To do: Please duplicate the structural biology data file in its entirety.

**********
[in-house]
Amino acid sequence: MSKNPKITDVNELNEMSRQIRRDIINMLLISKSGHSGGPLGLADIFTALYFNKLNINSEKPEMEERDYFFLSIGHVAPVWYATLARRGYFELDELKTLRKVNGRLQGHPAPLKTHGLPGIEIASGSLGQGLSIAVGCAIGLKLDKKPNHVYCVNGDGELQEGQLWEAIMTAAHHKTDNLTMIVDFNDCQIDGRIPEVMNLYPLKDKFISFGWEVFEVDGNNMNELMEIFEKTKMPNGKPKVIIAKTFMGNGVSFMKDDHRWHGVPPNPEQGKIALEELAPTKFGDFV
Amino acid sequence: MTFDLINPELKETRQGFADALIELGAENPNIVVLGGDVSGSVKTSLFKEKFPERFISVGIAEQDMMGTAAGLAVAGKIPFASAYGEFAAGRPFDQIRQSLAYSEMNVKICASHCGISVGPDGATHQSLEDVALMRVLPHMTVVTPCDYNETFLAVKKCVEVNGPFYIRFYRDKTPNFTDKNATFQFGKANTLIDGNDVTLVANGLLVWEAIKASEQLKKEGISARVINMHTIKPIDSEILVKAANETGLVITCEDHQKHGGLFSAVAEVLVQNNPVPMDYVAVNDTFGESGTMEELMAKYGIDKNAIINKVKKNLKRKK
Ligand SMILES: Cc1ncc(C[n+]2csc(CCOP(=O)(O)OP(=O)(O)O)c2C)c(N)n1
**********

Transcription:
[in-house]
Amino acid sequence: MSKNPKITDVNELNEMSRQIRRDIINMLLISKSGHSGGPLGLADIFTALYFNKLNINSEKPEMEERDYFFLSIGHVAPVWYATLARRGYFELDELKTLRKVNGRLQGHPAPLKTHGLPGIEIASGSLGQGLSIAVGCAIGLKLDKKPNHVYCVNGDGELQEGQLWEAIMTAAHHKTDNLTMIVDFNDCQIDGRIPEVMNLYPLKDKFISFGWEVFEVDGNNMNELMEIFEKTKMPNGKPKVIIAKTFMGNGVSFMKDDHRWHGVPPNPEQGKIALEELAPTKFGDFV
Amino acid sequence: MTFDLINPELKETRQGFADALIELGAENPNIVVLGGDVSGSVKTSLFKEKFPERFISVGIAEQDMMGTAAGLAVAGKIPFASAYGEFAAGRPFDQIRQSLAYSEMNVKICASHCGISVGPDGATHQSLEDVALMRVLPHMTVVTPCDYNETFLAVKKCVEVNGPFYIRFYRDKTPNFTDKNATFQFGKANTLIDGNDVTLVANGLLVWEAIKASEQLKKEGISARVINMHTIKPIDSEILVKAANETGLVITCEDHQKHGGLFSAVAEVLVQNNPVPMDYVAVNDTFGESGTMEELMAKYGIDKNAIINKVKKNLKRKK
Ligand SMILES: Cc1ncc(C[n+]2csc(CCOP(=O)(O)OP(=O)(O)O)c2C)c(N)n1